3. Caleb from Engineering believes we should use a higher Discount Rate because of the risk of this type of project. As such, he is recommending a 5-year project life and flat annual savings. Caleb suggests that even though the equipment is brand new, the updated production process could have a negative impact on other parts of the overall manufacturing costs. He argues that, while it is difficult to quantify the potential negative impacts, to account for the risk, a 15% discount rate should be used. As an engineer, Caleb feels that the stated terminal value is low based on her experience and recommends a $75,000 terminal value.
  4. Dylan, the Product Manager, is convinced the new capability will allow better quality control and on-time delivery and that it will last longer than 5 years. He recommends using a 7 Year Equipment Life (which means a 7-year project and that savings will continue for 7 years), flat annual savings, and a 12% discount rate. In other words, assume that the machine will last 2 more years and deliver 2 more years of savings. Dylan also feels the equipment will have an estimated terminal value of $30,000 at the end of its 7-year useful life as it will be utilized longer, thus having less value at the end of the project and savings.
  5. Eva, the head of Operations, is concerned that instead of stabilizing the supply chain, it will just add another process to be managed and will distract from the core competencies the company currently has. She feels the company should focus on improving communication and supply chain management with its current vendor, and he feels confident he can negotiate a discount of 4% off the annual outsourcing cost of $1,800,000 if she lets it be known they are considering taking over this step of the process. As there is little risk associated with Eva’s proposal due to no upfront capital requirements, a lower risk-free discount rate of 6% would be appropriate. Eva feels that any price reductions from the current vendor will last for five years. (NOTE: because there is no “investment,” the Nominal Payback, Discounted Payback, and IRR metrics are not meaningful. Simply provide the NPV of the annual savings cash flows).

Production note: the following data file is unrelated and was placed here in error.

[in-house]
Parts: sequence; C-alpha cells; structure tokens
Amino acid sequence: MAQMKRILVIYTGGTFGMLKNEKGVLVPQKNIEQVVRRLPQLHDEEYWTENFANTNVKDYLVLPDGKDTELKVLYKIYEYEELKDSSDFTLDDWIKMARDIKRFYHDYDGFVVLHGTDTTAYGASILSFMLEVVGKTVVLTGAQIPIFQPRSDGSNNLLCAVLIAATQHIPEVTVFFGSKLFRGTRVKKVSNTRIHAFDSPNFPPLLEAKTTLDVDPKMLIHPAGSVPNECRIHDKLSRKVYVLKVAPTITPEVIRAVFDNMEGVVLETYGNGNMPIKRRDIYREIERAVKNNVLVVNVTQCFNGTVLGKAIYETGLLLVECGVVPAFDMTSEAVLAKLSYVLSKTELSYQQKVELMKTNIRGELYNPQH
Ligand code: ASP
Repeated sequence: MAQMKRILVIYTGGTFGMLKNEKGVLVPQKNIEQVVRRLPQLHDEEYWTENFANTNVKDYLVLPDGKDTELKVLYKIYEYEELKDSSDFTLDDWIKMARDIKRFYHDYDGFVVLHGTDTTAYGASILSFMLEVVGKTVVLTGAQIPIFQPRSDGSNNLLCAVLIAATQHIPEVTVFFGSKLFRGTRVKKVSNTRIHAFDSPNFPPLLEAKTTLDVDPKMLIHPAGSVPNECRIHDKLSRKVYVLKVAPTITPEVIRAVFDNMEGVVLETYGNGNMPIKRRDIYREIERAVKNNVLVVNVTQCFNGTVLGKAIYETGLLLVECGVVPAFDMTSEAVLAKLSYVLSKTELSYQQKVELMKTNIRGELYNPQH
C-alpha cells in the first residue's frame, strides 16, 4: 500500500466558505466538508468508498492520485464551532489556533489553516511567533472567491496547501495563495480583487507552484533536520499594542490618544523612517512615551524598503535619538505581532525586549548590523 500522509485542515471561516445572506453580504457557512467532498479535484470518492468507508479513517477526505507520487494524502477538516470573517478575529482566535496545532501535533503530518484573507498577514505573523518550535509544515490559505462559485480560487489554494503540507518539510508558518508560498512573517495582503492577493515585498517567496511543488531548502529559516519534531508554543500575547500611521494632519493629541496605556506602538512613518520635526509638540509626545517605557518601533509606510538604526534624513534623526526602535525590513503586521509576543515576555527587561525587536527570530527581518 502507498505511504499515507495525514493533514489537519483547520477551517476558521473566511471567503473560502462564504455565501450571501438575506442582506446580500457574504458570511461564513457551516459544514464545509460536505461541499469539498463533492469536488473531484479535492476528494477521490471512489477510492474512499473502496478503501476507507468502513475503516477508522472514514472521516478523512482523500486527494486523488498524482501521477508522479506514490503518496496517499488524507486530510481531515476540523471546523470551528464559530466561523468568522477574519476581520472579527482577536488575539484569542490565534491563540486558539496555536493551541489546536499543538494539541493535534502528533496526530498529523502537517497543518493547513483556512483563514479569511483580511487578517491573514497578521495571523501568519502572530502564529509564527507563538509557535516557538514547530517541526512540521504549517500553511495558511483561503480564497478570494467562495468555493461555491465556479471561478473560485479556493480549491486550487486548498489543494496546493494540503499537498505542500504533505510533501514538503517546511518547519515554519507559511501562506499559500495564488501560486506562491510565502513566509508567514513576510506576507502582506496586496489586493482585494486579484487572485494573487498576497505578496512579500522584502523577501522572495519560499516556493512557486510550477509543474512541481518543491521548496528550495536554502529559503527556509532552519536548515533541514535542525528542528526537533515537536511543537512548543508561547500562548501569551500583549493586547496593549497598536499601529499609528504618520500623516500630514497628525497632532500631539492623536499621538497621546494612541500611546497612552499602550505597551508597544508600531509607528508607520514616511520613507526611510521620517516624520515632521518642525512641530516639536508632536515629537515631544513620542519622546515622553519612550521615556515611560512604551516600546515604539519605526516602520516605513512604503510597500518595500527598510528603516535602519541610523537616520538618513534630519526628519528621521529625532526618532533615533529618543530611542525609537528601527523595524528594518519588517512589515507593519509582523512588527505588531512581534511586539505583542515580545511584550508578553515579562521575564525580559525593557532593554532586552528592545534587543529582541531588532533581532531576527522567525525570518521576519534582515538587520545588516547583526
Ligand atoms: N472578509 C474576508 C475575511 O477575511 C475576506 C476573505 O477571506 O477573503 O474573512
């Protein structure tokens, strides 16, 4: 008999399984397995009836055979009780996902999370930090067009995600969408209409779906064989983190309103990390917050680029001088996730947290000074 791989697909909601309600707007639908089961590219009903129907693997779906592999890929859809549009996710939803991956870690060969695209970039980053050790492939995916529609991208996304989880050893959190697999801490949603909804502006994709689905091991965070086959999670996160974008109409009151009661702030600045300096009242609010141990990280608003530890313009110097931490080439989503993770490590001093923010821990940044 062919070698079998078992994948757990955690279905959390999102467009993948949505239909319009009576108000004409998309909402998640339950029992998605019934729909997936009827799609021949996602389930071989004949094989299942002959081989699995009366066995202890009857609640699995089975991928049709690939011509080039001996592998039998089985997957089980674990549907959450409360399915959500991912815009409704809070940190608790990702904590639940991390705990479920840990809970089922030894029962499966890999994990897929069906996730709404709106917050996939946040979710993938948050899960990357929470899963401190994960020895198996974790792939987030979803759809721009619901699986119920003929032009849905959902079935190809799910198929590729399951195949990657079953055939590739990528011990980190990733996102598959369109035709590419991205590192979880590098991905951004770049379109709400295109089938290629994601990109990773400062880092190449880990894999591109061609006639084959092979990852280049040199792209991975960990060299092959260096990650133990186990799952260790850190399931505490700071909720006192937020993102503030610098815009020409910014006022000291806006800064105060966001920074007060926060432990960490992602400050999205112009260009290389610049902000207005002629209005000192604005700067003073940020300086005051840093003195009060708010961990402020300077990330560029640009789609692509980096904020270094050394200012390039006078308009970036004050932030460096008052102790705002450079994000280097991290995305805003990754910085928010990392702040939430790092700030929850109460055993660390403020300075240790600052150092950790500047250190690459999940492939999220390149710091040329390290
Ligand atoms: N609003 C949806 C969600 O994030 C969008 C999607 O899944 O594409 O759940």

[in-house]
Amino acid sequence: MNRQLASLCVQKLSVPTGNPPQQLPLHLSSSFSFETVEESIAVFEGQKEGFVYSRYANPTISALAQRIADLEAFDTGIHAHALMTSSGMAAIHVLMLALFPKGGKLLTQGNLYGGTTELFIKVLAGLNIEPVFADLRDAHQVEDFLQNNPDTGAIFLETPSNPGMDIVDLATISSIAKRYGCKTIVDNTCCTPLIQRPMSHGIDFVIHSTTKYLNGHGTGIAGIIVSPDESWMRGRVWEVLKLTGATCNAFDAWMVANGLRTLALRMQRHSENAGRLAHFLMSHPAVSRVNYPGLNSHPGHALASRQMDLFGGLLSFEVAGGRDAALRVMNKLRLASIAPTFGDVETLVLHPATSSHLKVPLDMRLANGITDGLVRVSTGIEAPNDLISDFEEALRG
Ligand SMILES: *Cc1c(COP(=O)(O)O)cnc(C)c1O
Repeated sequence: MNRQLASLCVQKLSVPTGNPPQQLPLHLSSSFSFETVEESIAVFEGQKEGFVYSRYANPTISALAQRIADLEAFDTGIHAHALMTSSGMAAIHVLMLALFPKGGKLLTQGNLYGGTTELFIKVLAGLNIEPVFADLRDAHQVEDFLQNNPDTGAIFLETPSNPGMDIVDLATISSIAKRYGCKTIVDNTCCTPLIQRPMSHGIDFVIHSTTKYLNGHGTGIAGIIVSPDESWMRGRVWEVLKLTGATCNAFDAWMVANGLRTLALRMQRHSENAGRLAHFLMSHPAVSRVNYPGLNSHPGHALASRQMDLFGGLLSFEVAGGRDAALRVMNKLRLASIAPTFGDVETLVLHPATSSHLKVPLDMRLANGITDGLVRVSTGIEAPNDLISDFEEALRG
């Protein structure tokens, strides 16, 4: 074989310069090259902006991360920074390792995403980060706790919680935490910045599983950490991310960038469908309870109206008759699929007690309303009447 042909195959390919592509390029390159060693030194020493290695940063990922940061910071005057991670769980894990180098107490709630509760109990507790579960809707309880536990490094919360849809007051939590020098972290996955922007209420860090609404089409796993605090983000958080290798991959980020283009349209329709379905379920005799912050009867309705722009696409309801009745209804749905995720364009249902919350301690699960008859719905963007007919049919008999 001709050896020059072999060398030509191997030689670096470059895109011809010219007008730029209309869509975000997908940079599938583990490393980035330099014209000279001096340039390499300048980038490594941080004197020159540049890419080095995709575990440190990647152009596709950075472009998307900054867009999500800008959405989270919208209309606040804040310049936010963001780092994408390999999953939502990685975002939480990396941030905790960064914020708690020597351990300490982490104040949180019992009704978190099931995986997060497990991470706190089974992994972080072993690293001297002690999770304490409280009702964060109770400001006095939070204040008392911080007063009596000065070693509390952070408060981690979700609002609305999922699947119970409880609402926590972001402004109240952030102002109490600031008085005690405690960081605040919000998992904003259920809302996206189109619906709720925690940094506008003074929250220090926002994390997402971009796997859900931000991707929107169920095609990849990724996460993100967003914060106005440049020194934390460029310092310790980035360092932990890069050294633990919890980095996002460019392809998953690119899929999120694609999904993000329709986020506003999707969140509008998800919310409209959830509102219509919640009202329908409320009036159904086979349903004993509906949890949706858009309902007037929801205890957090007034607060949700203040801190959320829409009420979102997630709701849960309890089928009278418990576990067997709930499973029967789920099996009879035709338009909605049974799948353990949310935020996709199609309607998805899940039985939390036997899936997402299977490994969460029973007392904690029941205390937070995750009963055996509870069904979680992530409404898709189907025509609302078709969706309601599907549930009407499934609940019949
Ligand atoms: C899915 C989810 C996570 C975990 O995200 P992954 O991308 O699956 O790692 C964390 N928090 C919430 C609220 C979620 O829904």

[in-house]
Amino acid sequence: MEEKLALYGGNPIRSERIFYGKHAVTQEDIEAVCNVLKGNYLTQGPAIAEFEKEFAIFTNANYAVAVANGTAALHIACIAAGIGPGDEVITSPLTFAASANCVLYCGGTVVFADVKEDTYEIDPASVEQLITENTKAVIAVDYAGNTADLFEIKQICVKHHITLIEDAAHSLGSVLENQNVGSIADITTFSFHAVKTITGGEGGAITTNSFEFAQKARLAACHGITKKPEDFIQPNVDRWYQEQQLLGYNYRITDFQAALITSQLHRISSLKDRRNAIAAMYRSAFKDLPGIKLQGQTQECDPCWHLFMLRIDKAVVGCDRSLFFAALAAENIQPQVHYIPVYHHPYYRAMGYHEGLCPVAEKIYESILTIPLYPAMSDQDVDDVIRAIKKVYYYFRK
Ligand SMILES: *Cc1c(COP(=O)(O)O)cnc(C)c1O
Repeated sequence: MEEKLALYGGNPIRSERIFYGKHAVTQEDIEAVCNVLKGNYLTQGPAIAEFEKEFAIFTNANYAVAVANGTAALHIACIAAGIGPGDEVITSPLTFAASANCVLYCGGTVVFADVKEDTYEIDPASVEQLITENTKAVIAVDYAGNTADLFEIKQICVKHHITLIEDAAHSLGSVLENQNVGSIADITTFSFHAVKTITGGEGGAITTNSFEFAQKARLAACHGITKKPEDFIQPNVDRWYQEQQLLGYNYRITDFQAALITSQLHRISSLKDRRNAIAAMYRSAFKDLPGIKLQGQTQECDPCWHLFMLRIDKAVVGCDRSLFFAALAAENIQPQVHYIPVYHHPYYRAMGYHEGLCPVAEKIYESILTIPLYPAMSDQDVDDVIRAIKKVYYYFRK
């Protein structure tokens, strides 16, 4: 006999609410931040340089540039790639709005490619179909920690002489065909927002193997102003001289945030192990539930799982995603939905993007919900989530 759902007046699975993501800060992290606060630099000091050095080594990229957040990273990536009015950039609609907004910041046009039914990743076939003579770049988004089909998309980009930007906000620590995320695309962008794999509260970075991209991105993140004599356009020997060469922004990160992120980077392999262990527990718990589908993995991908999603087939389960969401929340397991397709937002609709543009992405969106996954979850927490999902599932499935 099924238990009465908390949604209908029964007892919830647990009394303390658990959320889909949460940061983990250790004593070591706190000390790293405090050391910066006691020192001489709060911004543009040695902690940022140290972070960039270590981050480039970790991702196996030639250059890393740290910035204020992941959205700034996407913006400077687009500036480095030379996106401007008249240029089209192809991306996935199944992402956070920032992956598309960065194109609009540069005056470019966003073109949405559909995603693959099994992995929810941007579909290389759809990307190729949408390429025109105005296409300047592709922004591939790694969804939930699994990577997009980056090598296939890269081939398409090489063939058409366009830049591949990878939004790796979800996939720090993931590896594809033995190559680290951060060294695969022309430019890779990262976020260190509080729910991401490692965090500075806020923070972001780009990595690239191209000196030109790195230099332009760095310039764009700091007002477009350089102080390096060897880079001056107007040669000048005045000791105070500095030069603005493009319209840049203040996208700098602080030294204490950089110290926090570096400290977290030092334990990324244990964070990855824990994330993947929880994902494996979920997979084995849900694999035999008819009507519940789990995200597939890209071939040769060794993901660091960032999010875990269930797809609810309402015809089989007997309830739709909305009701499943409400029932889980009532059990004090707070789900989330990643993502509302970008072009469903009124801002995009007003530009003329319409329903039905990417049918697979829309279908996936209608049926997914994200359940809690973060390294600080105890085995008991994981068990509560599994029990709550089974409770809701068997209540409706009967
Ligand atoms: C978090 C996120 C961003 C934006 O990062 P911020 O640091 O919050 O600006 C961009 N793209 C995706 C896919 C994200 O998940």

Part A: Data Calculations

Using the data presented above (and ignoring the extraneous information), for this profit and supply chain improvement project, calculate each of the following (where applicable):

  • Nominal Payback
  • Discounted Payback
  • Net Present Value
  • Internal Rate of Return

Part B: Recommendations

After completing the calculations for all scenarios, create a brief memo to the CEO outlining your committee’s recommendations. You may organize the memo as you see fit, but it must include the following:

  • A clear opening statement of your recommendation for or against the project.
  • A brief synopsis of the processes and factors that led to your recommendations.
    • What information did you gather, and how did you get it?
    • From whom did you seek input, and why?
  • A summary of the strategic benefits and risks in pursuing (or not pursuing) this project, including:
    • Highlights of the main data points that support your position o Acknowledgment of the data points that oppose your argument
    • Identification of open/unresolved items
  • Identification of the scenario that, from a purely financial perspective, represents the most accurate estimate of the anticipated results and your rationale as to why.
  • Identification of non-financial elements that need to be considered for the recommended scenario.
  • Any assumptions in project economics can have a significant impact on the result. Identify 3 financial elements/assumptions in your analysis that would make this project financially unattractive. Be as transparent and candid as possible. What would have to be true for this to be a bad investment?
  • A summary restating your recommendation and key action items.